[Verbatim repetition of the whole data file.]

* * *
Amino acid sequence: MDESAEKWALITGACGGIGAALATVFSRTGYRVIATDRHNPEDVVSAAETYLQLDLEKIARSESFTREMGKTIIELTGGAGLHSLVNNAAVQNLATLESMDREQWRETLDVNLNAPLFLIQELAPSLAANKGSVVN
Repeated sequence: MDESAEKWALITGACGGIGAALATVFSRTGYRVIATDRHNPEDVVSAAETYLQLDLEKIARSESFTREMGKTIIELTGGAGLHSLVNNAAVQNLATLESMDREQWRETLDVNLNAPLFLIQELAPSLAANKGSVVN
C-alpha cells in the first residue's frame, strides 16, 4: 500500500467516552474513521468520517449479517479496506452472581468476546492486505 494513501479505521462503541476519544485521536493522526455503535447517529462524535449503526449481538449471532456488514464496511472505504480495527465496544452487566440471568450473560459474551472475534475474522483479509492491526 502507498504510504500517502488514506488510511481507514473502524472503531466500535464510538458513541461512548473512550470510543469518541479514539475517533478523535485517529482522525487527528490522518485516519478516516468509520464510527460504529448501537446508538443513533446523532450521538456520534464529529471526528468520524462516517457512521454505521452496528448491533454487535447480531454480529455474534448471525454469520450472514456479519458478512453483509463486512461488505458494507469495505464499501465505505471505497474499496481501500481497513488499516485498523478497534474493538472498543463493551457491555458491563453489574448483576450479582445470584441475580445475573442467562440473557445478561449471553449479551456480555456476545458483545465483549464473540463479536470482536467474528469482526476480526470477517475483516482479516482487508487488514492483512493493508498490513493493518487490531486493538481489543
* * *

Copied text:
Amino acid sequence: MDESAEKWALITGACGGIGAALATVFSRTGYRVIATDRHNPEDVVSAAETYLQLDLEKIARSESFTREMGKTIIELTGGAGLHSLVNNAAVQNLATLESMDREQWRETLDVNLNAPLFLIQELAPSLAANKGSVVN
Repeated sequence: MDESAEKWALITGACGGIGAALATVFSRTGYRVIATDRHNPEDVVSAAETYLQLDLEKIARSESFTREMGKTIIELTGGAGLHSLVNNAAVQNLATLESMDREQWRETLDVNLNAPLFLIQELAPSLAANKGSVVN
C-alpha cells in the first residue's frame, strides 16, 4: 500500500467516552474513521468520517449479517479496506452472581468476546492486505 494513501479505521462503541476519544485521536493522526455503535447517529462524535449503526449481538449471532456488514464496511472505504480495527465496544452487566440471568450473560459474551472475534475474522483479509492491526 502507498504510504500517502488514506488510511481507514473502524472503531466500535464510538458513541461512548473512550470510543469518541479514539475517533478523535485517529482522525487527528490522518485516519478516516468509520464510527460504529448501537446508538443513533446523532450521538456520534464529529471526528468520524462516517457512521454505521452496528448491533454487535447480531454480529455474534448471525454469520450472514456479519458478512453483509463486512461488505458494507469495505464499501465505505471505497474499496481501500481497513488499516485498523478497534474493538472498543463493551457491555458491563453489574448483576450479582445470584441475580445475573442467562440473557445478561449471553449479551456480555456476545458483545465483549464473540463479536470482536467474528469482526476480526470477517475483516482479516482487508487488514492483512493493508498490513493493518487490531486493538481489543